Think about this: if you’re supposed to have a conversation with a person and you talk so much and don’t listen to him, you don’t let the other person reply… so there’s no conversation, that guy will surely go off. It’s not granted to play with people that leave you space to do your thing, but when it happens it’s a very good feeling, you communicate with people by notes. The result is very good music that both musicians and the crowd can enjoy.
You are currently playing with F2F, Los Bastardos, Dogmate, and, Ilenia Volpe. Where do you find the time and energy to perform with so much talent around you?
It’s not so hard if you spend your life for music that’s the way it is. Sometimes I had gigs with different bands on the same day, that’s been very bad. But you can hire a friend for that gig and the problem is fixed… and this guy could do the same to you, hopefully! It’s very challenging put yourself in various musical environments, the music doesn’t become stale; you can be bored playing the same stuff, you may need something new to refresh your ears and spirit. By the way, being totally involved in a project that doesn’t leave you time to do other stuff… it means that you work so much with that, so no problem at all!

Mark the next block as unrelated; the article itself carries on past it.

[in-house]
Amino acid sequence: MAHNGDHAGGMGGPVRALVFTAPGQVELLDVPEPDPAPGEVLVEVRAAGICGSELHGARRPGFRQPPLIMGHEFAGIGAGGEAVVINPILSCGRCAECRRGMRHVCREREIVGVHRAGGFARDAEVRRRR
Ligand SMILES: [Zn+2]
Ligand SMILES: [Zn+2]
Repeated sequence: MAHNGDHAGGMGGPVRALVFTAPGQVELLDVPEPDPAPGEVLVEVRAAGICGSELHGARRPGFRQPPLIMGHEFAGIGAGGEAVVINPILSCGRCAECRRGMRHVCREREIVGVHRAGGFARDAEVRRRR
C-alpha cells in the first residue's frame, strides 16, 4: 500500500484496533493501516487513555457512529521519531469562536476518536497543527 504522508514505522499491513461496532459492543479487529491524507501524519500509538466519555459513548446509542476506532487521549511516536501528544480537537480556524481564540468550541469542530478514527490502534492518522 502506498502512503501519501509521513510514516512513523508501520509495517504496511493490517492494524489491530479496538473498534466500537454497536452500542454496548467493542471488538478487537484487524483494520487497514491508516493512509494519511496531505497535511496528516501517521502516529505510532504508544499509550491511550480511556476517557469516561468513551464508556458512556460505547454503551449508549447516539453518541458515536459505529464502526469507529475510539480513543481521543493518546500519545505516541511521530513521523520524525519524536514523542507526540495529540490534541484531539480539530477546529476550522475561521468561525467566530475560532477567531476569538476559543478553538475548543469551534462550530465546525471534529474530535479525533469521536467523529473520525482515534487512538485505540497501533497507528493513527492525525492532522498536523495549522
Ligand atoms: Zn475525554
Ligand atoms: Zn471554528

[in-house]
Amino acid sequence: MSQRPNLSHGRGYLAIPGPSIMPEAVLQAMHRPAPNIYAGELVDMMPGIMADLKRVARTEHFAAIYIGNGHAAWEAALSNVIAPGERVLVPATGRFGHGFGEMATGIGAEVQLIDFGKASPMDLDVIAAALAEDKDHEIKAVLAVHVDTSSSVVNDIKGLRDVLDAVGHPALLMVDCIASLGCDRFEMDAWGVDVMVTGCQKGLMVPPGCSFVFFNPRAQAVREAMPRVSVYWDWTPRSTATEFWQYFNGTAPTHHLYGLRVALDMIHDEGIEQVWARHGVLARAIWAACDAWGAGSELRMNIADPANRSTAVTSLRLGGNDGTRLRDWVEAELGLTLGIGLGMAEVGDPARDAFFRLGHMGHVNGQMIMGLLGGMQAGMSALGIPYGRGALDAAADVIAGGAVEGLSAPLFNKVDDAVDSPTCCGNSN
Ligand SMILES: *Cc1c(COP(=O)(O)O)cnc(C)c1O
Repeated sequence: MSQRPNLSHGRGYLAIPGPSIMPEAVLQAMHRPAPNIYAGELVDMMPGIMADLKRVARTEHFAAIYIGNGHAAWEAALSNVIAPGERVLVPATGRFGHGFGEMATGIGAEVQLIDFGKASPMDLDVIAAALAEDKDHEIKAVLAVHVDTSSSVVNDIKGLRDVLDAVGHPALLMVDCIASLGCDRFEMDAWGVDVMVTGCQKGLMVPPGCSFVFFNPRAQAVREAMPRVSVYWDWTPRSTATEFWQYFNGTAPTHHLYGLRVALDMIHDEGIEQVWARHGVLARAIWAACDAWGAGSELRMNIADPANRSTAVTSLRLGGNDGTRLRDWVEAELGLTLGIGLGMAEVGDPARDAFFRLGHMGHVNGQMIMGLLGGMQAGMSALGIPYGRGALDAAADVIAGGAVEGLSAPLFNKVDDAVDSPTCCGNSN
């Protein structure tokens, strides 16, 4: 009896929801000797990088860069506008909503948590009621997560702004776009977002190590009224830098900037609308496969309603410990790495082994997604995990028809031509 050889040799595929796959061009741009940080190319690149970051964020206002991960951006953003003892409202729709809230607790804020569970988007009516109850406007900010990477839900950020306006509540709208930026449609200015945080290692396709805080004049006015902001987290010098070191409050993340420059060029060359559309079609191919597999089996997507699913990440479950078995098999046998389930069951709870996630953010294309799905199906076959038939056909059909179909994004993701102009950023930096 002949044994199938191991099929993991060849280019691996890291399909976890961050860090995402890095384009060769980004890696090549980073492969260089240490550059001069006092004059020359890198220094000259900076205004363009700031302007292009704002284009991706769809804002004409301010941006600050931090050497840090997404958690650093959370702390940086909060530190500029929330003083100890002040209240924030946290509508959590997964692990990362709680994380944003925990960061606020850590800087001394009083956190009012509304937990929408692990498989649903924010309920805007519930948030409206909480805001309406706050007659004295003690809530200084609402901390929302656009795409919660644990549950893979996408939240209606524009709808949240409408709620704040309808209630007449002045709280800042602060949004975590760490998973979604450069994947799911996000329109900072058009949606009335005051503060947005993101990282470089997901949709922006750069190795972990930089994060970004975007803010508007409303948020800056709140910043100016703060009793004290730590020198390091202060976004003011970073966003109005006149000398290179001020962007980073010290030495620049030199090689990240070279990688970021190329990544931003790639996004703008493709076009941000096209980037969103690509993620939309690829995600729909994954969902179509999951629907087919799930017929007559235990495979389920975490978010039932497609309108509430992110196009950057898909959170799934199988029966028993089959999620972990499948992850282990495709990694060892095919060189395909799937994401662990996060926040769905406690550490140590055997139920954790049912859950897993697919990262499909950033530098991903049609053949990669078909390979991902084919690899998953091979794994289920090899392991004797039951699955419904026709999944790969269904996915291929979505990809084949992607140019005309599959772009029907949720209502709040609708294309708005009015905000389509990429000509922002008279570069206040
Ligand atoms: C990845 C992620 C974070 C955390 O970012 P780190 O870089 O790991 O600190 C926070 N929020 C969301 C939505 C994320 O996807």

What advice would you have for other musicians still trying to master their craft?
Just keep on loving and believing in what you’re doing, play every day, compose your music, find your own direction… it’s a lifetime journey. If you have bad moments and start to think that is pointless, never give up. If you help the music, music helps you.
It’s important to have good people around you, trying to be a better person with everything and everyone that are involved in your life is very powerful. Your life can be better and better, and your music too…
What is next for Roberto Fasciani?
In September I’ll have some gigs in Beirut and Tenerife, then a US tour with Fabio Frizzi F2F. Can’t wait… and I want to record the first album of Los Bastardos. Then I’ll plan gigs with my other bands, so stay tuned and thanks so much for the interview!